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Disinfect To Protect: Know The Difference Between Cleaning And Disinfecting

Updated: Aug 24, 2021

Clear, relevant, and credible information are important in any point of time, but are especially crucial in a time of pandemic when such information could spell the difference between life and death. As the world faces COVID-19, the public has been bombarded with all kinds of information. Understanding the meaning behind frequently used terms featured on health and safety guidelines could help the general public properly follow these suggested protocols. 

One of the most commonly used words nowadays are undoubtedly, “disinfect” and “clean.” Unfortunately, most people may not realize the huge difference between the two. For this reason, the Centers for Disease Control and Prevention (CDC), a global leader in detecting and responding to new and emerging health threats, made a point to highlight the difference between the two. As the leading health protection agency, CDC is one of the most trusted names and sources of information available today. 

In order to combat the rapidly spreading COVID-19 virus, CDC has released several materials on protecting yourself, your properties, and your household on their official website and other verified social media channels. On the difference between cleaning and disinfecting, CDC clarified:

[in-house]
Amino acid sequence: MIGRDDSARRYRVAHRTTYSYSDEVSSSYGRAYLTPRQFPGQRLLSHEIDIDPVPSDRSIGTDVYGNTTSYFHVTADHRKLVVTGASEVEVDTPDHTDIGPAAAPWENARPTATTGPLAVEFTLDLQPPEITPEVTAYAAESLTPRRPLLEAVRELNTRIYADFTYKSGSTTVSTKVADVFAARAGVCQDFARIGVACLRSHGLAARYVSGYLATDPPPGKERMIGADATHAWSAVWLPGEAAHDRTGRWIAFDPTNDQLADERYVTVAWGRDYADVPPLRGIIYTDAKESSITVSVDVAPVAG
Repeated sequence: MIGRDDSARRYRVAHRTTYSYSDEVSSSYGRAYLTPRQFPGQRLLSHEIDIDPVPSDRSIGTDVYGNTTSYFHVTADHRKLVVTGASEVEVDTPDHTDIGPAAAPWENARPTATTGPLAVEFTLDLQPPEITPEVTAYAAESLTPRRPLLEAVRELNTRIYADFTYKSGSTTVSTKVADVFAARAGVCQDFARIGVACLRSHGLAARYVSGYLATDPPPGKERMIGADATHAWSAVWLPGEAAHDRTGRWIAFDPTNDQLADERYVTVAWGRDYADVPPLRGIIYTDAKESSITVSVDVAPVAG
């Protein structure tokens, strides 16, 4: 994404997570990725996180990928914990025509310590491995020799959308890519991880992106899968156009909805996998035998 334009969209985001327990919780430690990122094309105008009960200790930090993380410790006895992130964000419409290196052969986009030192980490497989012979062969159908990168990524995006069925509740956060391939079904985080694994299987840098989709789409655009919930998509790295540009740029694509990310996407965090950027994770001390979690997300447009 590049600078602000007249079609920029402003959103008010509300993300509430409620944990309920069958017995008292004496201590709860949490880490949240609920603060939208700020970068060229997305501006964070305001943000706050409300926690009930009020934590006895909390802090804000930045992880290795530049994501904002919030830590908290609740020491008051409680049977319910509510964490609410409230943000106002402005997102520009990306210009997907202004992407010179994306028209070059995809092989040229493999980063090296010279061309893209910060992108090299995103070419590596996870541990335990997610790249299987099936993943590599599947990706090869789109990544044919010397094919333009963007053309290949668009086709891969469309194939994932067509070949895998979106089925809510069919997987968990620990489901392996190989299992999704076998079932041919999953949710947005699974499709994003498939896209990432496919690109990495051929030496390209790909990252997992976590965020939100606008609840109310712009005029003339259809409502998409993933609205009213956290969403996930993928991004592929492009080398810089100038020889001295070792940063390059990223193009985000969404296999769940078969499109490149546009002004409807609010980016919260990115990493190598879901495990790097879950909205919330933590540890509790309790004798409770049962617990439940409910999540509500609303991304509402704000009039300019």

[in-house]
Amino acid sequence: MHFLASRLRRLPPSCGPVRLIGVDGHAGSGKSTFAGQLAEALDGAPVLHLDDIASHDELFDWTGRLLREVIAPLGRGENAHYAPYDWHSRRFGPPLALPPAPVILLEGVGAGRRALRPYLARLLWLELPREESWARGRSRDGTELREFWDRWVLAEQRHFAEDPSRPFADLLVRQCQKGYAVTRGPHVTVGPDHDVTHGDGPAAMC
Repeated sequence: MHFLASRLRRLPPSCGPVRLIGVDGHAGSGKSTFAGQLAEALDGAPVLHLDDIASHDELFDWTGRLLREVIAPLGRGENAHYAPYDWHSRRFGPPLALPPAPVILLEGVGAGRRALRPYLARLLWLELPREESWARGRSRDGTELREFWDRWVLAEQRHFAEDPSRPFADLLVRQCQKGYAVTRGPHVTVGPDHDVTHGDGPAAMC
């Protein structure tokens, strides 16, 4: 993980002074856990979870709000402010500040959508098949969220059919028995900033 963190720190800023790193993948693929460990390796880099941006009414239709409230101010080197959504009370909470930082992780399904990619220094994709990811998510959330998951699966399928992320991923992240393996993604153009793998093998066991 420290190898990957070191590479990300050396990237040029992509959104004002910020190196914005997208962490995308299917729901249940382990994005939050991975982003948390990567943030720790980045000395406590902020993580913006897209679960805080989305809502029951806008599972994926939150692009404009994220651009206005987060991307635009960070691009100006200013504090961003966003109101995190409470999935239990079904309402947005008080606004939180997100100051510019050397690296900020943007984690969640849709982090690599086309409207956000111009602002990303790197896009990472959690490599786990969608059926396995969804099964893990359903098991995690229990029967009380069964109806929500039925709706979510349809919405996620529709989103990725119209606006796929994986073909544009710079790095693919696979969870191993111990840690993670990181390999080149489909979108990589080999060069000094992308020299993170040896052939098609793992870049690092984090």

• Cleaning refers to the removal of germs, dirt, and impurities from surfaces. It does not kill germs, but by removing them, it lowers their numbers and the risk of spreading infection.

  • Disinfecting refers to using chemicals, for example, EPA-registered disinfectants, to kill germs on surfaces. This process does not necessarily clean dirty surfaces or remove germs, but by killing germs on a surface after cleaning, it can further lower the risk of spreading infection.

This means that simply cleaning or using traditional “cleaners” won’t cut it in the fight against COVID-19 since cleaning does not kill microorganisms. Besides highlighting the role of disinfection, CDC emphasized the need for using EPA-registered disinfectants, which are products that have been verified by the scientific community to kill and eliminate SARS-CoV-2 (coronavirus). 

Check The Label

Understanding the information on a disinfectant product label is not only critical in knowing how to safely use it but also in ensuring its efficacy against microorganisms. (Read more here.) 

Disinfectants may have a range of uses, such as cleaner, deodorizer, sanitizer, disinfectant, fungicide, virucide or ‘for hospital, institutional and industrial use’. As an 18-in-1 solution, Biotab7 is superior among other disinfectants. 

Label claims must be supported by efficacy testing. But many products in the market today make claims that are unsupported by scientific evidence and official certifications.

To ensure validity of claims, data on a product’s chemistry, efficacy, toxicity to humans, animals and plants, and other parameters must be tested and submitted to the Environmental Protection Agency (EPA) prior to the marketing of the chemical.